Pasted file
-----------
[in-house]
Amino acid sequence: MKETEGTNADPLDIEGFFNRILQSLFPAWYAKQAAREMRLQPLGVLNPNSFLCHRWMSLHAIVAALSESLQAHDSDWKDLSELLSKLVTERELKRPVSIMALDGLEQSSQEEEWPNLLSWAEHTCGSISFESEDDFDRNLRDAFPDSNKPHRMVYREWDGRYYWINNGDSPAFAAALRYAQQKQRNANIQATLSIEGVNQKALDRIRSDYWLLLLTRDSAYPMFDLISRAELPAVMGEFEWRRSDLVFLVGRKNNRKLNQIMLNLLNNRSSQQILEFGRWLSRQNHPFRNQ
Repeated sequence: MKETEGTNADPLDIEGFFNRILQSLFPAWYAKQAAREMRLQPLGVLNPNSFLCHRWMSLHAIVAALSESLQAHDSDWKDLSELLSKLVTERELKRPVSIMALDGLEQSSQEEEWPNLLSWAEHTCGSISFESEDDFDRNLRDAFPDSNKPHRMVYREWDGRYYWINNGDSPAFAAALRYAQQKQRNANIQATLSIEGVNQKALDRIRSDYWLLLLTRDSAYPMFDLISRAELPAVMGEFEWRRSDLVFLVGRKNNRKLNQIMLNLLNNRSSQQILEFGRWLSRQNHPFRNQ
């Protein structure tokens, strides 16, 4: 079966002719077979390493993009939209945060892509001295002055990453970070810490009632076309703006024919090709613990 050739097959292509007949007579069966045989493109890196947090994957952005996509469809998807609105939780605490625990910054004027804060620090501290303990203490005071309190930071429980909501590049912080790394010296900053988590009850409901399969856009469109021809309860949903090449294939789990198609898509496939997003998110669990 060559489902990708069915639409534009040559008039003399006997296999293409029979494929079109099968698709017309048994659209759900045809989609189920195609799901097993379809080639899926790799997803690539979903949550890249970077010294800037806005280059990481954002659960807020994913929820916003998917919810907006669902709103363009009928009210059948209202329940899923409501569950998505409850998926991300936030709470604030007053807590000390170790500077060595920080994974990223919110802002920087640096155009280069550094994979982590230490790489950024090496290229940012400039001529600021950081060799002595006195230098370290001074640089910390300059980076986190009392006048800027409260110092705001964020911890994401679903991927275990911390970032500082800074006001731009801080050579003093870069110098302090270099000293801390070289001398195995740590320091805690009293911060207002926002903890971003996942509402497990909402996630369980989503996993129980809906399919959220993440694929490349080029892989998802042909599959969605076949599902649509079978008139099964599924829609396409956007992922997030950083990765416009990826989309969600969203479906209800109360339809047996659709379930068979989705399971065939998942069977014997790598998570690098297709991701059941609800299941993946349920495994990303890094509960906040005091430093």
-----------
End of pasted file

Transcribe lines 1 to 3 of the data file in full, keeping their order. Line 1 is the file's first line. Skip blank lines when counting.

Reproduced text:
[in-house]
Amino acid sequence: MKETEGTNADPLDIEGFFNRILQSLFPAWYAKQAAREMRLQPLGVLNPNSFLCHRWMSLHAIVAALSESLQAHDSDWKDLSELLSKLVTERELKRPVSIMALDGLEQSSQEEEWPNLLSWAEHTCGSISFESEDDFDRNLRDAFPDSNKPHRMVYREWDGRYYWINNGDSPAFAAALRYAQQKQRNANIQATLSIEGVNQKALDRIRSDYWLLLLTRDSAYPMFDLISRAELPAVMGEFEWRRSDLVFLVGRKNNRKLNQIMLNLLNNRSSQQILEFGRWLSRQNHPFRNQ
Repeated sequence: MKETEGTNADPLDIEGFFNRILQSLFPAWYAKQAAREMRLQPLGVLNPNSFLCHRWMSLHAIVAALSESLQAHDSDWKDLSELLSKLVTERELKRPVSIMALDGLEQSSQEEEWPNLLSWAEHTCGSISFESEDDFDRNLRDAFPDSNKPHRMVYREWDGRYYWINNGDSPAFAAALRYAQQKQRNANIQATLSIEGVNQKALDRIRSDYWLLLLTRDSAYPMFDLISRAELPAVMGEFEWRRSDLVFLVGRKNNRKLNQIMLNLLNNRSSQQILEFGRWLSRQNHPFRNQ